Qualcomm is a leading supplier of chipsets in the Android ecosystem, and newly revealed flaws in its hardware could lead to nightmarish security breaches for the owners of reportedly more than 900 million Android devices. If leveraged, the vulnerabilities — dubbed Quadrooter — could hand over complete access to a device to an attacker, including all of its data, as well as access to the camera, microphone and even the GPS tracker.
In a presentation delivered Sunday (August 7) at the Def Con security conference in Las Vegas, Adam Donenfeld, a Senior Security Researcher from the Israeli security firm Check Point explained that QuadRooter attacks in a more covert manner than most malware. Unlike other apps and malware, QuadRooter flaws can be leveraged silently, without the user authorizing app access permissions.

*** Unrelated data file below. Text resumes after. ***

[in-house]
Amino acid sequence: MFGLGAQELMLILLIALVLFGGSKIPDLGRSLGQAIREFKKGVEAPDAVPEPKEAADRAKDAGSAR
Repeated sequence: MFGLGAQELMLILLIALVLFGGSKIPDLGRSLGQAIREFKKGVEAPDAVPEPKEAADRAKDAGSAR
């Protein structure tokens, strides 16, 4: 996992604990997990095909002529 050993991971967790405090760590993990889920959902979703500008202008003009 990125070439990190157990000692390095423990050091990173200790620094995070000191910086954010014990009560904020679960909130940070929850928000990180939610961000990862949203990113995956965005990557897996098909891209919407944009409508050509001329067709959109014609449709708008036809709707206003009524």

Qualcomm's chips are found in some of the latest and most popular Android devices, including the Samsung Galaxy S7 and S7 Edge, as well as the Google Nexus 5X, 6 and 6P. The QuadRooter flaws also affect the BlackBerry Priv, Moto X and HTC's One, M9 and 10.
A Qualcomm spokesperson says the company already performed its role in this process, issuing patches to its partners between the months of April and July. While most of these updates have supposedly been pushed down to devices, QuadRooter is still a danger because one fix is still waiting in the wings, expected to deploy in Google's September batch of monthly security updates.
So how can you protect your devices?
First, check to see if your Android phone or tablet is at risk by downloading Check Point's QuadRooter Scanner. Then, make sure to accept and install Android updates as they become available to your device by opening Settings, scrolling down to About Phone and check for System Updates.
Lastly, as we always recommend: do not set your device to install apps from unknown sources. The Google Play app store is more reliable for finding trustworthy software.